As a way to advance the discussion on legalizing street vending in Los Angeles (link), local organizations, with the help of local city government support, have launched El Mercado del Pueblo, a pilot program that brings street vendors together at a designated vending area where they can sell their goods (link).
On September 1, the East Los Angeles Community Corporation (link) (ELACC) and Los Angeles City Councilmember Jose Huizar launched El Mercado del Pueblo in the northeast Los Angeles neighborhood of Boyle Heights, which will be held every Saturday evening from 5 to 10 pm (link). With the support of other local and affiliated organizations, notably the Leadership for Urban Renewal Now (link) (LURN) and Carecen (link), the pilot program was launched after two years of ongoing efforts.
ELACC sees this initiative as a short term solution to its efforts, the larger goal, again, being to legalize street vending so that permitted street vendors can sell their goods anywhere in the city. It has connected its street vending initiative to the additional effort of bringing more diverse food resources into the poorly serviced community, which has minimal access to fresh, healthy foods; ELACC’s approach, then, assumes that street vending can aid with cultivating healthier lifestyles in the obesity and hypertension-plagued community (link).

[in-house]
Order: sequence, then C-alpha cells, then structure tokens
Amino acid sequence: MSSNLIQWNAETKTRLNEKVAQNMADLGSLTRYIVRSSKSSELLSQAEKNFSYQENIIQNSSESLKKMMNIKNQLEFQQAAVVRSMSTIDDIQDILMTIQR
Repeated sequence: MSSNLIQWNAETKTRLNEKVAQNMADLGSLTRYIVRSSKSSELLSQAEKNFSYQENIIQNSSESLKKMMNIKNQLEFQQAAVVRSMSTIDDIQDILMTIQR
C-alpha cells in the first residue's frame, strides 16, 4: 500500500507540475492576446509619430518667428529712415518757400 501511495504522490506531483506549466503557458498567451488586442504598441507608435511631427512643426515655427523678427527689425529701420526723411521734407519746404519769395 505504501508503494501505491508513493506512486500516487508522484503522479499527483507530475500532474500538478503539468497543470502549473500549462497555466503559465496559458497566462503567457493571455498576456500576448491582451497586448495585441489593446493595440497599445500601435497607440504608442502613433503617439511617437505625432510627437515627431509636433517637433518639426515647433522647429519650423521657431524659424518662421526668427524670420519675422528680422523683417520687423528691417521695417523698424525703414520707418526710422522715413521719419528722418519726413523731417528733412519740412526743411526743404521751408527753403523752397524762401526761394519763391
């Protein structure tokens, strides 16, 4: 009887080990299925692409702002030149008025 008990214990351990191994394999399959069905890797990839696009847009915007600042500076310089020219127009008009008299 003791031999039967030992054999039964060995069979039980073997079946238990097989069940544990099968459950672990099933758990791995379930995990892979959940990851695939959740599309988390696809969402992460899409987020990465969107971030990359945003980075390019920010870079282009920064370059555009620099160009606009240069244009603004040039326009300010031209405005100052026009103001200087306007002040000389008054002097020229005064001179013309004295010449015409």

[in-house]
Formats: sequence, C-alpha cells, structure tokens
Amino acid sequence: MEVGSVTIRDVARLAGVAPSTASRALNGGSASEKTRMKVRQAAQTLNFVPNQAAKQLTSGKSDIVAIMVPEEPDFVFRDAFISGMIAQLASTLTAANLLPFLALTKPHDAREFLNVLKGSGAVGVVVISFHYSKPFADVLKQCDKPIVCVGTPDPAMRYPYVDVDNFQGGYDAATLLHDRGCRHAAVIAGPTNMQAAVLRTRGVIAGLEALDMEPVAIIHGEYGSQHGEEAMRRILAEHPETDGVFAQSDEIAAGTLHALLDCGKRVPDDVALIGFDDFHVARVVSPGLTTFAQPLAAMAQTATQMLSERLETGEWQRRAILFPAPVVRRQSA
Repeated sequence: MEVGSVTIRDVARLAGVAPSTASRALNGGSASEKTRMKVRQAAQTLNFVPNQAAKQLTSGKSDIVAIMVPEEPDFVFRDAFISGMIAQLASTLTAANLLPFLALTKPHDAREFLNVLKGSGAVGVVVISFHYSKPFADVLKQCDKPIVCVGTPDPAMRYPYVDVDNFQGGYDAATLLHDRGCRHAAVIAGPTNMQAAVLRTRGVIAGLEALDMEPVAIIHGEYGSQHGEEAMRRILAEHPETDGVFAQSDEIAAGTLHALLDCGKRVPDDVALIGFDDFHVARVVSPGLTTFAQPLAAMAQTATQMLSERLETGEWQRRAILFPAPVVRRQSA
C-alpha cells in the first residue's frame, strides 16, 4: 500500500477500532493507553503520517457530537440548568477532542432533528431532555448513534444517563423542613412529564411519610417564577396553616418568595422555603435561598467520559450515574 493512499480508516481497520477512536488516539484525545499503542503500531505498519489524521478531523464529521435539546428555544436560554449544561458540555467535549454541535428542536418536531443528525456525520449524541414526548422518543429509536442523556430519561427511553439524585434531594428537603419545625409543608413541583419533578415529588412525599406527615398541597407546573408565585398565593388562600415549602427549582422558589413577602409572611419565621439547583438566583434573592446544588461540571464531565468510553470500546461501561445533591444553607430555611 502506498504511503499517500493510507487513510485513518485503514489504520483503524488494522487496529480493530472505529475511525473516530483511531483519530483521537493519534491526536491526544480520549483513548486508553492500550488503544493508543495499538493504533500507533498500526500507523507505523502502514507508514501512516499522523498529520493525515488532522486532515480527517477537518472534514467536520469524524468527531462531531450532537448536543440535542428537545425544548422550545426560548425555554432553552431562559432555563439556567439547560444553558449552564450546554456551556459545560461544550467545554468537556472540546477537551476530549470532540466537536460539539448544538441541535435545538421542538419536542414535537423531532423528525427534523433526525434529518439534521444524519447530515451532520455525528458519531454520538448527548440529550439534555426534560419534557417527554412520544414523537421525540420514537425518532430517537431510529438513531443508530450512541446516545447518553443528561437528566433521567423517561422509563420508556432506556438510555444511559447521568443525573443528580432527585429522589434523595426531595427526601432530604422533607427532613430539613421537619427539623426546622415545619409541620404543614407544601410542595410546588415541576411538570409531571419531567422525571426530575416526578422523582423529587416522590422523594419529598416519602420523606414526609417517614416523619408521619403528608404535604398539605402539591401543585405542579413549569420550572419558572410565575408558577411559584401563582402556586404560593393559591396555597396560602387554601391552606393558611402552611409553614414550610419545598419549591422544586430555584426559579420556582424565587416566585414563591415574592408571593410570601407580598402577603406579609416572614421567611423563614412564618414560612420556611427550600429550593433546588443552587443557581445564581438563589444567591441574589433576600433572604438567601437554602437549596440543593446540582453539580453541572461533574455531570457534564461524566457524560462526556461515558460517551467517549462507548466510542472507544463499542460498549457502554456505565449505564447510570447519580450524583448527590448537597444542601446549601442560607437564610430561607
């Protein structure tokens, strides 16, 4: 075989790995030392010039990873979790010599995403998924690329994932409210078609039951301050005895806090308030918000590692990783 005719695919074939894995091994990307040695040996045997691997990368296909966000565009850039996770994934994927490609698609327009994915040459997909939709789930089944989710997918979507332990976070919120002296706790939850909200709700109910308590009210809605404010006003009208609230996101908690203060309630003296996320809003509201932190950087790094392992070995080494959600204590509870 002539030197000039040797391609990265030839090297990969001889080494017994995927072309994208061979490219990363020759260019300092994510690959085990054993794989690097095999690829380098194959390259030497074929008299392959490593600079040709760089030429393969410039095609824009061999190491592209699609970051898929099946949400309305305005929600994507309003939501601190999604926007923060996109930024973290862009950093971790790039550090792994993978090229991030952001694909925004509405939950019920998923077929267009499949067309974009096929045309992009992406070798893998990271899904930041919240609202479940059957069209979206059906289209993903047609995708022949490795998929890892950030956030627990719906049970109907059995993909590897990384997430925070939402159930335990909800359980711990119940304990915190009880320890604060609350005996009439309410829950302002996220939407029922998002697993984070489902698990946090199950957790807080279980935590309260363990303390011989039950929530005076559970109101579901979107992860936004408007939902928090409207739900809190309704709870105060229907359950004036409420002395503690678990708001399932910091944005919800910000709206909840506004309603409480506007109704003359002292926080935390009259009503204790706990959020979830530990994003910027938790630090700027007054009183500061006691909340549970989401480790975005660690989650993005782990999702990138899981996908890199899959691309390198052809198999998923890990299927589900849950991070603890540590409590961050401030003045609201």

With the help of LURN and Carecen, ELACC has organized several town hall meetings and events to rally around street vending legalizing efforts, including the APA conference workshop held in April (link). Days prior to the Mercado’s opening, it, along with LURN, held a town hall meeting to gather input from street vendors and other stakeholders on how to proceed with the legalization efforts (link).
Organizers see theses efforts as effective and responsive ways for creating long-term, sustainable solutions to this old, tangled, and often misrepresented phenomenon. More so, it is thought that by creating regular forums around the issue, the vendors themselves can more effectively convey their intentions, the case for legalized street vending, as well as their desired legal outcomes from these efforts to other stakeholders. The picture below is indicative of the kind of enthusiasm these forums and outreach efforts have created around the cause.